Tuesday, February 19, 2013

Skype in the Classroom with Shaunda Kennedy Wenger

Kids love meeting authors, no doubt about it. That's great, because authors can serve as valuable tools for teachers by serving as exciting mentors for their language arts curriculum. But in today’s classrooms, shrinking budgets are making it more and more difficult for schools to bring authors on campus to meet and workshop with students. However, technologies like Skype are emerging as a bridge to help keep students and authors connected in the classroom.

When I Skyped with second and third grade classrooms in New Hampshire last year, it was easy. Neither I nor the students had to stray far from our home bases. The students gathered in their classroom, and I sat down at my office computer. Although this was a first time experience for both the hosting teacher and me, we both managed to pull it off without a hitch.

Today, I'll give a list of the tools that are needed by the hosting teacher. Get ready to write the following list down. You may be amazed at how simple it is to get an author visit going, especially when you realize your classroom already possesses most of the tools you need. You'll need:

1.      Internet access
2.      A desktop computer or laptop
3.      A webcam or document camera
4.      A Skype account which you create on your own for free at Skype.com from the computer you will be using. This will entail coming up with a user name that an author or another classroom will use to "call" you when it is time to connect via your computers. Make sure you exchange user names with each other prior to the visit so that you can each go into your Skype account and add the other's user name as a contact prior to the visit.
5.      A digital projector that will project the classroom computer onto a large screen that all the students will be able to view.
6.      Sound/Speakers.

That's it! Don't forget to send copy or two of your books, of course. It will help your students get more out of the visit if they are familiar with the stories that the guest author has written.

Stay tuned for Part 2 coming soon - Making Connections for the Classroom (for both author and teacher).

Shaunda Kennedy Wenger is author of two middle-grade novels, The Ghost in Me and Reality Bites, Tales of a Half-Vampire, as well as an award-winning chapter book, Little Red Riding Hood, Into the Forest Again. She blogs at ShaundaWenger.BlogSpot.com


  1. This is something I'm keen to do, so I'm definitely taking notes. Luckily I have family to practice Skyping with.

    Thanks for joining us at the Blood-Red Pencil today, Shaunda.

  2. I may have to clean up my office a bit so I look more professional, and not like a junk collector, if I ever do this. (smile) What a great way to communicate, though. Saves so much in terms of travel, etc.

  3. What a stunning idea, Shauna! This is a great way to overcome budgetary constraints in so many school systems while providing an extraordinary learning experience for the students. Doing it for the same class more than once would no doubt more than double the advantage for the youngsters because, once they see how it works, they can come up with questions to help them better apply what you are sharing with them.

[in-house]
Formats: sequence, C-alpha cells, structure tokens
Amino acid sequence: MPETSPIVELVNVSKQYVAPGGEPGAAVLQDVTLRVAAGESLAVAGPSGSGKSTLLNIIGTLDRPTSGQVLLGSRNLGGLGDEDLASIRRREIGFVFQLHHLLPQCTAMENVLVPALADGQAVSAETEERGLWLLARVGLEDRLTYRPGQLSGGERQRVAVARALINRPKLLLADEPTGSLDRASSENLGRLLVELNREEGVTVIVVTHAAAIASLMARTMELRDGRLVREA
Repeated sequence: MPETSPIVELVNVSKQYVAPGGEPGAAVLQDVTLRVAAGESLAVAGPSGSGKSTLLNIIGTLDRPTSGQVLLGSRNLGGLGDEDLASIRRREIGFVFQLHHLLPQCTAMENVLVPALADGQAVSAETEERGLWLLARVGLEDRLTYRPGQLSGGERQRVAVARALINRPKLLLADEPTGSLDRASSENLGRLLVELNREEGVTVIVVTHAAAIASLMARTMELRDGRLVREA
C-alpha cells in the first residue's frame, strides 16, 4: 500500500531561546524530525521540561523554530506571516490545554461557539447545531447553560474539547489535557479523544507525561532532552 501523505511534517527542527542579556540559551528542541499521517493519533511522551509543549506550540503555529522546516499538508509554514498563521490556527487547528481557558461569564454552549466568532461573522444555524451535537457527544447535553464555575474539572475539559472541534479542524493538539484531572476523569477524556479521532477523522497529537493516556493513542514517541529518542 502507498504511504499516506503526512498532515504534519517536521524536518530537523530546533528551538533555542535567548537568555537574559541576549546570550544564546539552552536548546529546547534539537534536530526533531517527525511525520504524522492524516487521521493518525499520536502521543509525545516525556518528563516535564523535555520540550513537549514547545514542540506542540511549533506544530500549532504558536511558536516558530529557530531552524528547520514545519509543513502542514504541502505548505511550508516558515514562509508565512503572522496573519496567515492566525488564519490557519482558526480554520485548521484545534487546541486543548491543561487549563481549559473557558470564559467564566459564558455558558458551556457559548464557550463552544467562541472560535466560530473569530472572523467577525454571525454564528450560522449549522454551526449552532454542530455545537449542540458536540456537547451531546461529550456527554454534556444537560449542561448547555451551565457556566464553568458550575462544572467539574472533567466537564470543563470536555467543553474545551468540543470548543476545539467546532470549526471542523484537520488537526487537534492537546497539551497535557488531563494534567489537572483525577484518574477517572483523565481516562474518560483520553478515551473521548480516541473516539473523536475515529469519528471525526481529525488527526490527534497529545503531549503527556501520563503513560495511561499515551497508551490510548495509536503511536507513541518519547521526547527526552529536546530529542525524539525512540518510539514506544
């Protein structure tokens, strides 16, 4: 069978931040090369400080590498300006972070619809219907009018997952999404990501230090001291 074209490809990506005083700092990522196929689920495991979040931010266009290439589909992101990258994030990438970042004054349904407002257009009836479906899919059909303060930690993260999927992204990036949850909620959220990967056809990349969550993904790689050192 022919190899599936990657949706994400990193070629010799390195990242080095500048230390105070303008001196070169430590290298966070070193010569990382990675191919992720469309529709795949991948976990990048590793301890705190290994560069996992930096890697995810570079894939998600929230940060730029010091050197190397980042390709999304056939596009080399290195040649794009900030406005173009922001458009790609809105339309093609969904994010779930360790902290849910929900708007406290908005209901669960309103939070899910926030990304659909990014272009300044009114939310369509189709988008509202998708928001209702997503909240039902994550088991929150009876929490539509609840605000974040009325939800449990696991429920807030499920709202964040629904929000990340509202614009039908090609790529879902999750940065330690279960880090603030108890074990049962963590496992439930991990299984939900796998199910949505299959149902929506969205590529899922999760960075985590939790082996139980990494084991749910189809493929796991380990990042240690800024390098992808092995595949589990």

Would it be possible -- with the teacher's prior approval -- to suggest a short assignment that the kids can do and a discussion of their story ideas that might help ignite their creativity? This sounds like great fun, and immediate application, along with encouragement from a pro, might go a long way in helping them to retain the skills and points you are sharing. I'd actually love trying it! WOW!

  4. Wouldn't it be the school that has to have the digital projector?

    Thanks for all the information on doing virtual classroom visits. Very interesting.

  5. Skype is great for author "visits." But it's something I've avoided, partly for the same reasons as Maryann and partly because I'm afraid of what I look like!(same with TV appearances)LOL. But I think I'll have to get over that and do it one day in the near future.

  6. What great comments! Thanks so much to the Blood Red Pencil for sharing my post.

    For those that are camera shy, why not dress in "character" for your book? I always find it's easier if I believe I'm projecting myself as someone else, rather than me. Plus, it may be an added element of fun.

    On the spot writing assignments (group or individual) are actually very successful, Linda, especially in an author workshop. I've found the creativity flows, and the students are definitely encouraged with the author there to guide them.

    You could incorporate this assignment in a number of ways. Prior to or During the workshop with the kids finishing it. The author might be able to check back in on another visit to see what the kids wrote and to offer encouragement and more ideas.

    The students I visited with actually memorized the repeating fun phrase in my book, and sang it to me over Skype, and showed me pics that they had colored to go with the book as well prior to the visit. It was fun.

  7. Thanks for being here, Shaunda. (Lovely winter author photo!)

    A great application for the adult crowd, if your novel inspires such discussion, is to Skype with book clubs.

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  9. I don't have a classroom, but one of these days, I must try Skype!

    Morgan Mandel


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